- The Washington Times - Wednesday, April 18, 2001

Put the two together and you might have the perfect prospect.

Clemson wide receiver Rod Gardner is 6-foot-2, 217 pounds with good, but not great, straight-line speed. Miami's Santana Moss is a track star who sprints 40 yards in about 4.3 seconds but stands just 5-9.

Even alone, they're first-round locks in this weekend's NFL Draft, promising stardom with just a bit of doubt. Determining how much doubt are the Washington Redskins, who hold the 15th pick. There's a good chance the Redskins will select one of the diverse pair, though the club is approaching a deep draft with a variety of needs.

Gardner and Moss seem the most likely targets because receiver is Washington's most obvious deficiency and because the players rank just behind Michigan's David Terrell and N.C. State's Koren Robinson, two blue-chippers likely to go in the top 10.

But the Redskins could trade their pick probably down but possibly up. Or they could fill another need in the first round taking Miami linebacker Dan Morgan, Michigan guard Steve Hutchinson or even a cornerback or a defensive tackle.

About the only thing certain is that the Redskins will take a receiver in the first two rounds. The only proven talent behind top target Michael Westbook is recent free-agent acquisition Kevin Lockett, with Derrius Thompson and other youngsters with no NFL experience competing for backup roles.

The Redskins also are considering Oregon State's Chad Johnson and Wisconsin's Chris Chambers, as well as Miami's Reggie Wayne, UCLA's Freddie Mitchell and Texas A&M;'s Robert Ferguson. One of those could slide into the second round if Washington waits until then to draft a receiver.

Gardner, 23, is considered a hot commodity because of the mid-4.4s he ran in his individual workout March 15. The top receiver in Clemson history, Gardner peaked as a junior in 1999, when he set a school record with 80 catches and became the first Tiger with more than 1,000 receiving yards.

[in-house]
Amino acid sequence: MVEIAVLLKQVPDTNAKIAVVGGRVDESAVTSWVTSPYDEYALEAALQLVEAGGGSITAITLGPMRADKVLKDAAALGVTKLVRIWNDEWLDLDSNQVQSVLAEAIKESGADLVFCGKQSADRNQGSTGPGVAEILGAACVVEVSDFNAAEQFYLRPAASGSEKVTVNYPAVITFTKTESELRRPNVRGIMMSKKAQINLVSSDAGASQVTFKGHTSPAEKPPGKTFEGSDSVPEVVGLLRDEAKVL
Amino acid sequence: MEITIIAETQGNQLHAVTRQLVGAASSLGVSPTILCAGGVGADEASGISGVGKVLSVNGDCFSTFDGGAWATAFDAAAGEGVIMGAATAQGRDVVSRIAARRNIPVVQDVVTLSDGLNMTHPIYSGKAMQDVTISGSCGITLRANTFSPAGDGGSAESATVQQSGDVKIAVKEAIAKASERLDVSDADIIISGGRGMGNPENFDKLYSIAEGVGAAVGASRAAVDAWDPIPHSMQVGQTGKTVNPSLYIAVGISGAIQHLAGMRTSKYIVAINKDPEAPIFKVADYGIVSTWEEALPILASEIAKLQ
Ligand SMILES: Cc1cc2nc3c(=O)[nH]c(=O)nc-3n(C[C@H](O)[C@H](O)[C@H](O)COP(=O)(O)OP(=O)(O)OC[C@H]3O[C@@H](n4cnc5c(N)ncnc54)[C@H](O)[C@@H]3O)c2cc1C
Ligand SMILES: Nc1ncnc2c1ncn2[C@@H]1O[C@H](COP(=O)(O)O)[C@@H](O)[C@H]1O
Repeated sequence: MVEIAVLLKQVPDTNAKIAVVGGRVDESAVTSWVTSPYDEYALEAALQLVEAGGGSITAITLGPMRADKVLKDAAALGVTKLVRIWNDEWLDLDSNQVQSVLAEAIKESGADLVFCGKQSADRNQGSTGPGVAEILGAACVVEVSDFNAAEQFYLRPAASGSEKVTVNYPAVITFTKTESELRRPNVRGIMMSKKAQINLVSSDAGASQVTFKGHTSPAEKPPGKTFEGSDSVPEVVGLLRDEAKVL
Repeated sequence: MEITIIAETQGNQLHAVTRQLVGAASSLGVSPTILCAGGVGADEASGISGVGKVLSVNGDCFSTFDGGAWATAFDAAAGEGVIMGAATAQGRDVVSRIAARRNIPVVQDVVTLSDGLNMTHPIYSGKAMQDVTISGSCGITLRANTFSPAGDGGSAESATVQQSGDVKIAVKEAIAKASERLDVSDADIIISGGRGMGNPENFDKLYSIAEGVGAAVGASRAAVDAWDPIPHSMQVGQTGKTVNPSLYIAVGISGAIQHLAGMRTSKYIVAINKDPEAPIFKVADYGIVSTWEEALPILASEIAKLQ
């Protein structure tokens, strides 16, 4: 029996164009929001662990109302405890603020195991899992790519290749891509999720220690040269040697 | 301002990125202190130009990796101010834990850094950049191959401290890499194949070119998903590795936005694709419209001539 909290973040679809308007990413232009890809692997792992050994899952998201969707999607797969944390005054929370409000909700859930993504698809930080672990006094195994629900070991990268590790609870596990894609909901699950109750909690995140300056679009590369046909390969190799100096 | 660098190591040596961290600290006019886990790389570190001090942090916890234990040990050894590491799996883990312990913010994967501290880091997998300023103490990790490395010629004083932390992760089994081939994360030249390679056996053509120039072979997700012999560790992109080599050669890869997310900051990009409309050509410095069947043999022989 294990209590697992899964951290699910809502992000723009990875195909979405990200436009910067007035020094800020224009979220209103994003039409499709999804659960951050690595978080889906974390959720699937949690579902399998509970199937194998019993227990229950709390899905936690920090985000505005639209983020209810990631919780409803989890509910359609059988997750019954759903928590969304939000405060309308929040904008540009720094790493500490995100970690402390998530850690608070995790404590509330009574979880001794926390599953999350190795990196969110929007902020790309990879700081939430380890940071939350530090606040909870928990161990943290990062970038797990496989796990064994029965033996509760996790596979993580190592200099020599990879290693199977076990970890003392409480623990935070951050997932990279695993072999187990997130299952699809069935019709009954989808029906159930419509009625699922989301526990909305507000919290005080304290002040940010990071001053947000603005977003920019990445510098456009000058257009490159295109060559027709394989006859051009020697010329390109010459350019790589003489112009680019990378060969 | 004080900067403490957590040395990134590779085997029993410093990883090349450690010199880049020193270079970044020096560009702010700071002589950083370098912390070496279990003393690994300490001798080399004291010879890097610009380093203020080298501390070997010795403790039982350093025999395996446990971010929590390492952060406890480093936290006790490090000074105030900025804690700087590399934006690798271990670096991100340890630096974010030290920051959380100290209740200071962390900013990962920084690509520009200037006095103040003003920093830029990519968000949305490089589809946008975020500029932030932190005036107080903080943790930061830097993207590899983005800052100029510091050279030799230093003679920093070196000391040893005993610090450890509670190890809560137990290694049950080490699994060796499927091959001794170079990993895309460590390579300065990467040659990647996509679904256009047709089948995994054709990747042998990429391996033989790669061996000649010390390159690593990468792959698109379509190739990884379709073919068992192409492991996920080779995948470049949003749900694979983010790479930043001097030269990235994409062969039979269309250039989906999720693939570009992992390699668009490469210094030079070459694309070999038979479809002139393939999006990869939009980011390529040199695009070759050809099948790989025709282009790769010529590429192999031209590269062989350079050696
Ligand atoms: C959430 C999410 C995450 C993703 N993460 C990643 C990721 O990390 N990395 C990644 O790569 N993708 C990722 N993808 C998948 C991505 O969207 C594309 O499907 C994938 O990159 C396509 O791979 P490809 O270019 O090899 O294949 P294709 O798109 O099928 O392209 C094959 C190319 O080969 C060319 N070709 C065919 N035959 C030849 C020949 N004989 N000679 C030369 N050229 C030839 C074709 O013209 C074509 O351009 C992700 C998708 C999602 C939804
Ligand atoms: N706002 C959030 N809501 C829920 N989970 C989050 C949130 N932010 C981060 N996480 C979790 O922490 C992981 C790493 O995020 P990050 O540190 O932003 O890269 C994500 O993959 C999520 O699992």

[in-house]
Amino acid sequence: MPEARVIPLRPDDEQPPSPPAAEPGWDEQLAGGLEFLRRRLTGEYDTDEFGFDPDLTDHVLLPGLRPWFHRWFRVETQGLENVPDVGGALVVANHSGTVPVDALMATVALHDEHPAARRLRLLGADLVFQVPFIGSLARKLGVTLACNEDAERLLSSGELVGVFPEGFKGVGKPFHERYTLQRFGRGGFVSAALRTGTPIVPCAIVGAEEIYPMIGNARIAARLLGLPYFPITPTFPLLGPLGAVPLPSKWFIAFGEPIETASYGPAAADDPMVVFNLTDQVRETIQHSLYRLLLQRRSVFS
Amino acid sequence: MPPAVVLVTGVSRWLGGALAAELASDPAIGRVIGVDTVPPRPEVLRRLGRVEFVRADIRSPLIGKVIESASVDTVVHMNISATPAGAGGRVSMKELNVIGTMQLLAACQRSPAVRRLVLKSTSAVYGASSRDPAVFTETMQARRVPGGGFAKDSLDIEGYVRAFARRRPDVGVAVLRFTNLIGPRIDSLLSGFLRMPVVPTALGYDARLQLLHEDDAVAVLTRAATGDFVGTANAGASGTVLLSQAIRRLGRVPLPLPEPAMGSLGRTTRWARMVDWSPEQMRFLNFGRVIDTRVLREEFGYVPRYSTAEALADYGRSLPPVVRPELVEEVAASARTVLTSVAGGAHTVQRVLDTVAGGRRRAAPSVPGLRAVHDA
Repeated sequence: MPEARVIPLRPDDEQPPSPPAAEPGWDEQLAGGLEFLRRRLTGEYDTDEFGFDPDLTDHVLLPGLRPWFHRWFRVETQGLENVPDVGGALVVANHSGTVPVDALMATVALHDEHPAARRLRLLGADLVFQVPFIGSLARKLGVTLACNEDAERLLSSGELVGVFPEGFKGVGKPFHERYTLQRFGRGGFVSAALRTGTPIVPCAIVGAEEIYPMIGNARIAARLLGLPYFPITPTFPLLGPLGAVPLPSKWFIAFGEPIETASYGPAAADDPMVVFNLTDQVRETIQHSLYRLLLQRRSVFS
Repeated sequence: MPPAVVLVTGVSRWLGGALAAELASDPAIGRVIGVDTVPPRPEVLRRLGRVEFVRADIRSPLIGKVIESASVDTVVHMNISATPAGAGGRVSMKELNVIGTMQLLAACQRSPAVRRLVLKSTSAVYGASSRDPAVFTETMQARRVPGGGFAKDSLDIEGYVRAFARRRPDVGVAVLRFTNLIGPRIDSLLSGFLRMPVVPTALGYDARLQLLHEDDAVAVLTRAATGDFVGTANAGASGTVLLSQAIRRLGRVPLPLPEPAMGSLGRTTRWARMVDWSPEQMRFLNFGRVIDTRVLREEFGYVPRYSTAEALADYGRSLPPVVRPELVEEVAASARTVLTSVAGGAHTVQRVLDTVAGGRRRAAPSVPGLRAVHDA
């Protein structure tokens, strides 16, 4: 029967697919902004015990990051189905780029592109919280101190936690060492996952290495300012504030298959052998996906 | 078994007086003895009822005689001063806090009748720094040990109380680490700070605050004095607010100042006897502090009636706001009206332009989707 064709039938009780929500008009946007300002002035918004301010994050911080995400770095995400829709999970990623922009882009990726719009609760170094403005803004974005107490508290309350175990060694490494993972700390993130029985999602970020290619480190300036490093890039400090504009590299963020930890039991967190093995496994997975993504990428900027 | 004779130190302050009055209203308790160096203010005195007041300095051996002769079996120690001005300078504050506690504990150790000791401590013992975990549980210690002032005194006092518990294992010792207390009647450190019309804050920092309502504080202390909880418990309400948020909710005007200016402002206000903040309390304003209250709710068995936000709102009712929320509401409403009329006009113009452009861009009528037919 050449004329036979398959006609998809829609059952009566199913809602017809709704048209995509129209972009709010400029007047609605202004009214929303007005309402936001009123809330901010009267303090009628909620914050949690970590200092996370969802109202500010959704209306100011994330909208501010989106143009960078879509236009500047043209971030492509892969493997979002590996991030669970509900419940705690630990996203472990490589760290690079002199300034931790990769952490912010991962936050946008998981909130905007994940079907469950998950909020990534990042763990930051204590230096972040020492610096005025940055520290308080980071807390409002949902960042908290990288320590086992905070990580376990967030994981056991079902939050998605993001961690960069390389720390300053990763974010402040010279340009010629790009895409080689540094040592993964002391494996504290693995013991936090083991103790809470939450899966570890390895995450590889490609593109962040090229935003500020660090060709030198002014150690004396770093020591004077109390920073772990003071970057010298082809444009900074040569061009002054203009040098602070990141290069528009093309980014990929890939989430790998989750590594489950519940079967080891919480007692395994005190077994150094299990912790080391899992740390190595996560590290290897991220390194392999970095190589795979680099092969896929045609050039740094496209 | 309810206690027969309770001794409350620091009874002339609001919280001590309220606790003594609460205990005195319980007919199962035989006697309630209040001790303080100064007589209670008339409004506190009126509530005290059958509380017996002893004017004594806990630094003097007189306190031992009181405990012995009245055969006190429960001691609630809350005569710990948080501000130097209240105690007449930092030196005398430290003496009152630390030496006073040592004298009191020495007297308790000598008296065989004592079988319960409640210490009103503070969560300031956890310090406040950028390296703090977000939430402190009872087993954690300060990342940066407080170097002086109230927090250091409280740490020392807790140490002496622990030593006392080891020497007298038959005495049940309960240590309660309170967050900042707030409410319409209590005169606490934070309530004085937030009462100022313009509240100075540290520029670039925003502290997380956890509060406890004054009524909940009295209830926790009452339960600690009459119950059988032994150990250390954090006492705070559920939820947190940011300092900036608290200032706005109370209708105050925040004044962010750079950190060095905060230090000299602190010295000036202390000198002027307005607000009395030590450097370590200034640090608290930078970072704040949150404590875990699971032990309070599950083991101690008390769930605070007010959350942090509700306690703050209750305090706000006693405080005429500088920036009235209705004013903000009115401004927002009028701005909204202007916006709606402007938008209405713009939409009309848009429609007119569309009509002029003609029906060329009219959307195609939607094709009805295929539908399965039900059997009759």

"The only question that you hear about him is maybe linear speed," Redskins coach Marty Schottenheimer said last week. "But he's a quality player, no doubt. He's a kid that I'm sure will go in the first round."

Asked about Gardner's recent 4.4s, Schottenheimer shifted subjects and began expounding on the sham of predraft workouts, calling them "Junior Olympics" for their track-meet nature. Maybe that means Schottenheimer isn't interested in Gardner, or perhaps the secretive coach doesn't want to let on just how interested he is.

Agent Joel Segal, for one, thinks Schottenheimer and others picking in the top 15 should be plenty piqued.

"The only question on Rod going into his pro day was his speed," Segal said from New York. "He ran faster than anyone anticipated. He was in the mid-4.4s. He came out of his breaks. He made his cuts. He solidified himself, to me, as the top receiver in this draft."

Many project Gardner in the Michael Irvin mold, tall and reliable, a go-to receiver in the NFL. Moss, in contrast, is forecast to be no more than an ancillary option, though a highly explosive option who broke Irvin's receiving yards record and Ottis Anderson's all-purpose yards mark at Miami.

Schottenheimer acted more upbeat about Moss, 21, playing down his physical measurement and pointing to his kick return ability. Moss set a Big East record with six punt returns for touchdowns at Miami, including four as a senior.

"[The most important factor is] not necessarily size," Schottenheimer said. "A guy like Santana brings the return ability… . Santana Moss is a guy who can change field position for you. In our situation, I think field position will be very important."

Redskins owner Dan Snyder is a fan of Moss, though with Schottenheimer making football-related decisions it's tough to know whether that's a factor. However, Schottenheimer is more interested in playmaking than heights and weights, a priority that points to Moss.

"I just don't see how [Moss'] height is going to be a factor in the pros," agent Drew Rosenhaus said from Miami. "You want to base [your evaluations] on production, not just measurements. His production is touchdowns and a lot of them."

Schottenheimer, formerly coach at Cleveland (1984-88) and Kansas City (1989-97), has never taken a receiver in the first round. But he played down that track record, and he'll have a tough time passing up Gardner or Moss, so different in attributes but so similar in potential.

Sign up for Daily Newsletters

Manage Newsletters

Copyright © 2020 The Washington Times, LLC. Click here for reprint permission.

Please read our comment policy before commenting.


Click to Read More and View Comments

Click to Hide